(Melanie Addington is the Executive Director of the Oxford Film Festival and last week she email HtN HQ with a reaction piece regarding directorAntonio Campos and writer Craig Shilowich‘s film Christine which made its debut at the 2016 Sundance Film Festival.)
I don’t know if the emotional gut kick is something everyone will experience with the new narrative feature Christine. I just know that as a female that struggled to be a journalist in the south, this movie sent me into a tailspin, which really, really, is a great thing.
Hear me out. Movies should create a visceral reaction, yet somehow, so few do. How many movies have you left just shrugging when people ask you how it was? Or that leave you with a sugar-coated happy ending so you can mindlessly consume your popcorn? So when a film like Christine comes along, it’s a bittersweet feeling to leave the theater with a lump in your throat and a need to examine your life choices.
Having premiered at Sundance this week, the new dramatic character driven film Christine is getting a lot of buzz thanks to the performance by lead Rebecca Hall who may finally get the real attention she deserves from this performance.
Based on a true story, Christine follows the last few weeks in reporter Christine Chubbuck’s life. With her planned suicide live on the air of her Sarasota TV station in July of 1974 at age 29, she went from just another reporter to the stuff of legend. It’s not really a spoiler, it is honestly the only reason reason that there was a hook to tell the story of a young female reporter striving to make it without making it a trivial romantic comedy. (Look it up, the top 50 female journalist movies in 20th century, a majority end with her getting her man instead of her Pulitzer.) The fact that most of us only really knew her as that lady who killed herself is a shame because she was so much more, and director Antonio Campos and writer Craig Shilowich gets to just that.
While her final moment of her life was seen and talked about by many, it was a behind the scenes press release that is the most telling of who she was. Rather than a dramatic suicide note, Chubbuck organized a full press release to send out once she was gone. Who does that?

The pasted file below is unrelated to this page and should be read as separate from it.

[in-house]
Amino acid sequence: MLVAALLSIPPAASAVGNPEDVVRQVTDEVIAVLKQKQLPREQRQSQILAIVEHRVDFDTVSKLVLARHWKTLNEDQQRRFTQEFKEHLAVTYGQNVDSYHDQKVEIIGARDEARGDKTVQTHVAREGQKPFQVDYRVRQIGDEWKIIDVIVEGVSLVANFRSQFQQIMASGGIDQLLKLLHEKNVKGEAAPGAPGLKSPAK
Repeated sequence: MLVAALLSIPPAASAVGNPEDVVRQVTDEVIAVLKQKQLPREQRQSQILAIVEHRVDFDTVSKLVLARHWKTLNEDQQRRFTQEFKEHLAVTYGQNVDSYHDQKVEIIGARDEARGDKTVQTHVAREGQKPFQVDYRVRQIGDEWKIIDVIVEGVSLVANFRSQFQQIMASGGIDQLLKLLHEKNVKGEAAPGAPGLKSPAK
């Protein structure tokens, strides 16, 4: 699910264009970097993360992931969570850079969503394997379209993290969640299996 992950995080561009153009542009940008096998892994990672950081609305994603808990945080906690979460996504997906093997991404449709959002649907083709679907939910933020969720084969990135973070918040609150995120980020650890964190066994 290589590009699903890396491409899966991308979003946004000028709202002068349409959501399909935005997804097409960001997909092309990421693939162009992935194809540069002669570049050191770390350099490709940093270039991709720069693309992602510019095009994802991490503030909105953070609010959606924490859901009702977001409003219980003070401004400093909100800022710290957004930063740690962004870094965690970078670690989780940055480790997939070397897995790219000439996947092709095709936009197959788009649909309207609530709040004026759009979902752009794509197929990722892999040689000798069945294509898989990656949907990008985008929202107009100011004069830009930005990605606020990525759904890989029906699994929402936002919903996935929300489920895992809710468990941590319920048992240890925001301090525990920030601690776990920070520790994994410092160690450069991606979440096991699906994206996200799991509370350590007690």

Type-A women is who. A woman with a unique vision striving to do her job successfully and to be noticed on air or by her editor or station owner, or just to be noticed with friends, romantically, or even by her family. Yet, her own desire to be seen often is challenged because of her self-made barriers to not allow anyone in. Christine is a woman that just won’t quite play ball. When she finally valiantly attempts to do just that in several aspects of her life, well, it doesn’t quite turn out as it should.
Delving deep into her life the few weeks leading up to her on-air shooting, we get to know her both through the lens of how others see her and her struggle to see herself. Part of the beauty of the writing by Craig Shilowich is the duality he delves into of how we are perceived and how we really perceive ourselves. Throughout the film Christine is asking questions of how to improve or how she has failed at something, while others are often interpreting her through their own worldview shrugging off her concerns, never really stopping to ask her a question back. Perhaps the biggest disconnect between the characters is their inability to honestly see each other and is the root of her loneliness.
As professional storytellers, they never really stop to communicate honestly with each other. In fact, we learn very little of her through what she says in the film. It is her actions that really define her ambition and loneliness.
Self-deprecating, unable to take a compliment, yet struggling so hard to be a success or even accepted by anyone, Rebecca Hall as Christine Chubbuck transcends the bio-pic and delivers a human full of all the foibles that anyone can relate to. You don’t have to be a female, or a reporter, or have depression to connect. We’ve all been afraid of not being accepted at some point in our lives. We’ve all made the wrong choices that leave us isolated from others. We’ve all had an unrequited crush on the wrong person. We’ve all struggled to connect with a parent. And of course by the time Campos takes us to that fateful day, we’ve followed Christine through her career, friendship, romantic and family struggles. We’ve gotten to know her so well, that when she finally pulls the trigger on her plan, it hurts.
Cut back to the moments just after she shoots herself, with a pool of blood collecting. Her editor, who she struggled continuously to not only break the glass ceiling but battled against his mantra of “it bleeds it leads” holds up a bloody paper with an unsettled look of comprehension on his face. We cut to what is obviously a press release prepared in advance by Christine, serving as an obit and breaking news story. And of course, because it bled, the media led with the story for days. The attention she sought so desperately in life was only truly obtained by her death.
I wondered when the film began if we need yet another film about a reporter. But Christine proves that yes, there is always room for another great story and this one does exactly what Christine Chubbuck always did, find the humanity within the news.
– Melanie Addington (@MelAddington)